The one-hour panel was moderated by Tamar Haspel of The Washington Post, with an interactive conversation between myself, Cathy Enright, and Ben & Jerry’s Social Mission Activism Manager Chris Miller. Tamar polled the audience at the beginning of the panel and it was split evenly, with a third for, a third against and a third undecided about GMOs.
Farm Progress covered the panel discussion and GMOA events SXSW:
GMO Answers this week is exhibiting at the SXSW Festival, bringing genetically modified crops to the Austin, Texas, event for attendees to experience as part of a "low tech conversation about high tech crops."
Farmers, scientists and nutritionists will answer consumers' questions about GMOs at the festival, and consumers are able to touch and feel crops made with GM seeds.
Events also included a panel discussion on Saturday between GMO Answers and Ben & Jerry's.
"At SXSW we're taking this to the next level, engaging in a dialogue with Ben & Jerry's to explore where we have common ground on transparency, surrounding agriculture, the environment, and the food we serve our families," said Cathleen Enright, Ph.D., spokesperson of GMO Answers and executive director of the Council for Biotechnology Information.
"We also know that many consumers have never visited a farm to see first-hand how our food is grown. We're excited to offer people the opportunity to experience GMO crops in person, and to talk to farmers, scientists and nutritionists who develop, grow or study our food and how it is grown," Enright said.
Austin American-Statesman's Addie Broyles also covered the panel:
At a panel called “Can Common Food Goals Find Common Ground?” at South by Southwest Interactive on Saturday, two people invested in this question (Are GMOs safe?/GMO Labeling) sought to explore its complexities...
Transparency in food is something that a vast majority of Americans want (some surveys say that more than 90 percent want GMO ingredients labeled), Haspel said, but what does it mean for a company to be “transparent” about what is in its product? Why do we require some information on labels (weight, nutritional content, country of origin on meat), but not other details, such as if the ingredient has been genetically modified at the beginning of its journey to your table?
“Transparency is more important now than ever,” said Enright, whose council advocates on behalf of seed and chemical companies like Dow and DuPont, but educating consumers about the food supply chain will be the most important step toward actual transparency.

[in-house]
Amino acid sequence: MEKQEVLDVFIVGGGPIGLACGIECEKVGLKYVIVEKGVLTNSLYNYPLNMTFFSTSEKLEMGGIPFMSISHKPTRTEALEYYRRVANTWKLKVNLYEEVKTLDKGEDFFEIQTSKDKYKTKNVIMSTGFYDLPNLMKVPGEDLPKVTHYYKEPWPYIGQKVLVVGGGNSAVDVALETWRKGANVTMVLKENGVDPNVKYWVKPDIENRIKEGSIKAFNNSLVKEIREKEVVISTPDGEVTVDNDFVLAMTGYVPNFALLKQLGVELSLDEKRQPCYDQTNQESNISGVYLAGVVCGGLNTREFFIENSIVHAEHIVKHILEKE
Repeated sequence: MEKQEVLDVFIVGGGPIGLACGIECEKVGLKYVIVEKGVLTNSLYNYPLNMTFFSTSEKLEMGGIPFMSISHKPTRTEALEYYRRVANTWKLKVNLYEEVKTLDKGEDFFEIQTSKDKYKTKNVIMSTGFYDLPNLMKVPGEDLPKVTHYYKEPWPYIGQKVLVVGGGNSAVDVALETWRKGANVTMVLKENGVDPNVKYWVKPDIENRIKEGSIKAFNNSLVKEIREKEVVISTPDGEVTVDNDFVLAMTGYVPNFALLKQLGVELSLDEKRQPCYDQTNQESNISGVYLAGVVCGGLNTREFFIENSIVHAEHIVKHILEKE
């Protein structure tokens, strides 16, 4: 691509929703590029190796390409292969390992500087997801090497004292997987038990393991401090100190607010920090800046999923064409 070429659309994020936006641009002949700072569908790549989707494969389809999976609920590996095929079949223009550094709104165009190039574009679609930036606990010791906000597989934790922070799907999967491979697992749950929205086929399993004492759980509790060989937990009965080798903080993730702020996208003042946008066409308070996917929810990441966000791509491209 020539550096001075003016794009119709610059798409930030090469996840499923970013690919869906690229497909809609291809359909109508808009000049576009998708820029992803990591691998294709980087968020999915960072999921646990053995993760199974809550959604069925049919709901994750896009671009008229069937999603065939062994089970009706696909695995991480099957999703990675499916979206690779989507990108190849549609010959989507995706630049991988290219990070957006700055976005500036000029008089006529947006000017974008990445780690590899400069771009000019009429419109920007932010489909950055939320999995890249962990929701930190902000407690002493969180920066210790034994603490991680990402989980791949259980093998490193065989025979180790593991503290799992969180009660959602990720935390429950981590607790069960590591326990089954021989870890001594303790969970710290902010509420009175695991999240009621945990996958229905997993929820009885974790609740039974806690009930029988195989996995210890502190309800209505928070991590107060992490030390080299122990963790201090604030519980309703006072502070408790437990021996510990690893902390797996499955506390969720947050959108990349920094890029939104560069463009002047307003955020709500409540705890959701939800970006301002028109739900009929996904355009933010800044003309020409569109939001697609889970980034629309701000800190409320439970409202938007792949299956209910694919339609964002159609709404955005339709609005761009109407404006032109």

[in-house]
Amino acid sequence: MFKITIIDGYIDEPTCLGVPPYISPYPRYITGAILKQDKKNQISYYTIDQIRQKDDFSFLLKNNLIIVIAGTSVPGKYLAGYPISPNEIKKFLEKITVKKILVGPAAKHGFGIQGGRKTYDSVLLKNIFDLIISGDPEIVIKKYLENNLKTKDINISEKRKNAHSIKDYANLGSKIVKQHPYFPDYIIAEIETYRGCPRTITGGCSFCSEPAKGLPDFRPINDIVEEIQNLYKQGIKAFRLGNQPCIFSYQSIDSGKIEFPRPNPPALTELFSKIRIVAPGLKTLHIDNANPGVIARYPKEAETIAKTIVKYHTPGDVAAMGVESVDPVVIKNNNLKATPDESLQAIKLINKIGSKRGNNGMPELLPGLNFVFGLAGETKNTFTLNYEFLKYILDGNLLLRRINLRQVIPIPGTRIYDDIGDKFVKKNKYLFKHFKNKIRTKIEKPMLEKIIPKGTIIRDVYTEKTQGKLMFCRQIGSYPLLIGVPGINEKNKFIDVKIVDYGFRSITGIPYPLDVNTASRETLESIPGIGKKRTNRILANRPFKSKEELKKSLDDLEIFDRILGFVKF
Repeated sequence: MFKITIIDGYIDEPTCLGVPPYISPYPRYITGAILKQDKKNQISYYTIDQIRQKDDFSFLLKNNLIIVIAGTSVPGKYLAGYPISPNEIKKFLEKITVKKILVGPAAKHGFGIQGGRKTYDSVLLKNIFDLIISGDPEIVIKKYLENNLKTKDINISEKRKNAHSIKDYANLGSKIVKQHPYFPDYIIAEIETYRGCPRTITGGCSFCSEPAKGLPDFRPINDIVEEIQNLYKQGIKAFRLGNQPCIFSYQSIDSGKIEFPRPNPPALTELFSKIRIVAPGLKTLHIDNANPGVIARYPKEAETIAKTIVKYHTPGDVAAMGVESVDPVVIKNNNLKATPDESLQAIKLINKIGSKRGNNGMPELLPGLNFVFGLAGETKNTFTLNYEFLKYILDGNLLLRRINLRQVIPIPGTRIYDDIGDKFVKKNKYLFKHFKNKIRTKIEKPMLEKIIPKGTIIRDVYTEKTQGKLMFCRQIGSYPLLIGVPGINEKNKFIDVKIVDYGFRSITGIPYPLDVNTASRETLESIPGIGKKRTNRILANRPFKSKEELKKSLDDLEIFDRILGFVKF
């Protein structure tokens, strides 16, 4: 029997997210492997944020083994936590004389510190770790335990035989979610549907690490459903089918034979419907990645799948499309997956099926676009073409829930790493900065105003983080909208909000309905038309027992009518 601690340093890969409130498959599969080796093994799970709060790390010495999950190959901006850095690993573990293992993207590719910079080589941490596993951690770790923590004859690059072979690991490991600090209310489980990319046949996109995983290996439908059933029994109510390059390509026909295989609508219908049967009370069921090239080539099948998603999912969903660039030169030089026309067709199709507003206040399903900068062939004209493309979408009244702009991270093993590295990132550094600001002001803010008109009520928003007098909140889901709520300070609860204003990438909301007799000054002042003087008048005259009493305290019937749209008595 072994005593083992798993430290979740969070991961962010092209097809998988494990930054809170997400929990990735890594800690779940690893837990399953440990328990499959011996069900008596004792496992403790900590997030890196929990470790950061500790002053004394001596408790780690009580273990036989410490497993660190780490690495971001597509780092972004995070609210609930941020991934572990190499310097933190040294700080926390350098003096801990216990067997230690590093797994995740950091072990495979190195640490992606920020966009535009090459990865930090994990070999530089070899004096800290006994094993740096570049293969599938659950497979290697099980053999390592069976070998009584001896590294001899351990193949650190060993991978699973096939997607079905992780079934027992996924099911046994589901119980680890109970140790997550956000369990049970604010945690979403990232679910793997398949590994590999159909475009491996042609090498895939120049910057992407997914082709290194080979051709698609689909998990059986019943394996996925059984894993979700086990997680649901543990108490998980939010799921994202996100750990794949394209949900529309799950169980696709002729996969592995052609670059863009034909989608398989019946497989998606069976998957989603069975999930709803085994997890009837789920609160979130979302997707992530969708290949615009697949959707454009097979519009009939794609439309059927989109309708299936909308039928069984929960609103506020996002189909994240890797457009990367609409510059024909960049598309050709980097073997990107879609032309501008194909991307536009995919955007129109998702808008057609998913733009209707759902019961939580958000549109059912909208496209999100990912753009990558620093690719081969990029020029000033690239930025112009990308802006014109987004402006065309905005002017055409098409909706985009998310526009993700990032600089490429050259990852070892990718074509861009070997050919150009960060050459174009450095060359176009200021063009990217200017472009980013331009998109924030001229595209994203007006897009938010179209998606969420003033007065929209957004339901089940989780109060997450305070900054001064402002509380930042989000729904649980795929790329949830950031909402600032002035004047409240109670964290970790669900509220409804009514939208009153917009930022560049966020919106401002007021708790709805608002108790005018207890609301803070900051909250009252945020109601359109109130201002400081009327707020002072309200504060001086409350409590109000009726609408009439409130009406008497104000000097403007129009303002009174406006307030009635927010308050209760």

Even though Ben & Jerry’s doesn’t use organic ingredients, Ben & Jerry’s has taken a stand in support of GMO labeling and is transitioning to using as many GMO-free ingredients as possible. On their website, benjerry.com/gmo, they are thorough with explaining why they’d like to avoid GMOs and go ever further to outline what “non-GMO” actually means. (A hint: It’s way more confusing than you’d imagine.)
“Companies ought to be really proud to stand up and say what’s in their stuff,” Miller said, adding that Ben & Jerry’s transition to GMO-free ingredients, though ongoing, hasn’t yet resulted in a price increase for consumers.
The GMO Answers exhibit was open to visitors through March 18, 2015. GMOA had a total of 18 independent and seed company experts on hand to walk consumers through the displays and answer any questions they may have.
The booth also held demonstrations on how to make a GMO/DNA extraction, leaf punches and plant breeding methods. We also provided more information on pesticides, herbicide-resistant crops and government regulations.
On Monday, March 16, 2015, GMO Answers partnered with Reddit for an "Ask Me Anything" session with myself, Brian Scott, a corn, soybean, popcorn and wheat farmer, and Connie Diekman, M.Ed., RD, LD, FADA.
Lastly, GMO Answers officially hosted a SXSW Block Party on March 17, with a "Get to Know GMOs" marketplace, where visitors were able to enjoy refreshments, potato chips fried in a healthier high oleic GMO soybean oil and can learn more about today's GM crops and the future potential of biotechnology.
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